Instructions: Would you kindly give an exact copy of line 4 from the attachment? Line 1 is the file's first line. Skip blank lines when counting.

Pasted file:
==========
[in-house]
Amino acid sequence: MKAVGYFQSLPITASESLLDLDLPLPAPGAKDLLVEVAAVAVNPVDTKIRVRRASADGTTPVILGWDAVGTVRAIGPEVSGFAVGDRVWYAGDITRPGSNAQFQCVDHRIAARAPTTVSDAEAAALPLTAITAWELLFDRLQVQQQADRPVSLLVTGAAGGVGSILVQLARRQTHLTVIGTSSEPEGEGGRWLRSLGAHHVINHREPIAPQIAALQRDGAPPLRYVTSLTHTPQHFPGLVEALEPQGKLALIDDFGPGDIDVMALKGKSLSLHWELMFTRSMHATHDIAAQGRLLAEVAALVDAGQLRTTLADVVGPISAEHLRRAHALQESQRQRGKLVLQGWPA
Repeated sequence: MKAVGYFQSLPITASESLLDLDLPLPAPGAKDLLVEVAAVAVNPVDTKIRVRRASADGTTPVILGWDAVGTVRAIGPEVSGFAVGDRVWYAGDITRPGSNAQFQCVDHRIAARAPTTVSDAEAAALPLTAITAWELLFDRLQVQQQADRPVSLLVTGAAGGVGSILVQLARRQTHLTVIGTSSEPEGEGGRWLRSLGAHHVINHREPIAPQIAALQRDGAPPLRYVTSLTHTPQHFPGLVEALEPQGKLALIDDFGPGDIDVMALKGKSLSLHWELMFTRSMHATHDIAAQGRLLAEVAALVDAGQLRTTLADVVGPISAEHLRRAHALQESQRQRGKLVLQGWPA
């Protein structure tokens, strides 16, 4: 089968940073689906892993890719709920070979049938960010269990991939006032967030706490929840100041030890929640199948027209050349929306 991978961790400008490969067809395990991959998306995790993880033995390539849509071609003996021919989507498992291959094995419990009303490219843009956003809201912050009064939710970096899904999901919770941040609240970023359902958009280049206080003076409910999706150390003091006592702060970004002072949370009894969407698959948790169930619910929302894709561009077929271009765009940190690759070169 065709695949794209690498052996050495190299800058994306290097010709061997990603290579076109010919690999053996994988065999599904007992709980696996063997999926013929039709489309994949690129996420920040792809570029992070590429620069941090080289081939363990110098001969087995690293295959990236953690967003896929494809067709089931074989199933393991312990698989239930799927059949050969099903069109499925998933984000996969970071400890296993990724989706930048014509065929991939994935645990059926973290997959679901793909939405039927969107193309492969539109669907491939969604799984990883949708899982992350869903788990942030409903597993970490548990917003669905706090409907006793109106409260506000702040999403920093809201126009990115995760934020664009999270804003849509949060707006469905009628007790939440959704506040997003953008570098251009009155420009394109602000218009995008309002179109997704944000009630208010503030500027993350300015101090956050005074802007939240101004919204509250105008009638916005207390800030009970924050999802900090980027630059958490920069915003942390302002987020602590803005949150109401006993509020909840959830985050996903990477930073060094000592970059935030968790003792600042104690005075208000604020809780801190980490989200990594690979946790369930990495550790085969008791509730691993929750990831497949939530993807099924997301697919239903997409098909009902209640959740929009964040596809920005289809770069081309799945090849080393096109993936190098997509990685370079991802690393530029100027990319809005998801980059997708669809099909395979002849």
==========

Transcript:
């Protein structure tokens, strides 16, 4: 089968940073689906892993890719709920070979049938960010269990991939006032967030706490929840100041030890929640199948027209050349929306 991978961790400008490969067809395990991959998306995790993880033995390539849509071609003996021919989507498992291959094995419990009303490219843009956003809201912050009064939710970096899904999901919770941040609240970023359902958009280049206080003076409910999706150390003091006592702060970004002072949370009894969407698959948790169930619910929302894709561009077929271009765009940190690759070169 065709695949794209690498052996050495190299800058994306290097010709061997990603290579076109010919690999053996994988065999599904007992709980696996063997999926013929039709489309994949690129996420920040792809570029992070590429620069941090080289081939363990110098001969087995690293295959990236953690967003896929494809067709089931074989199933393991312990698989239930799927059949050969099903069109499925998933984000996969970071400890296993990724989706930048014509065929991939994935645990059926973290997959679901793909939405039927969107193309492969539109669907491939969604799984990883949708899982992350869903788990942030409903597993970490548990917003669905706090409907006793109106409260506000702040999403920093809201126009990115995760934020664009999270804003849509949060707006469905009628007790939440959704506040997003953008570098251009009155420009394109602000218009995008309002179109997704944000009630208010503030500027993350300015101090956050005074802007939240101004919204509250105008009638916005207390800030009970924050999802900090980027630059958490920069915003942390302002987020602590803005949150109401006993509020909840959830985050996903990477930073060094000592970059935030968790003792600042104690005075208000604020809780801190980490989200990594690979946790369930990495550790085969008791509730691993929750990831497949939530993807099924997301697919239903997409098909009902209640959740929009964040596809920005289809770069081309799945090849080393096109993936190098997509990685370079991802690393530029100027990319809005998801980059997708669809099909395979002849």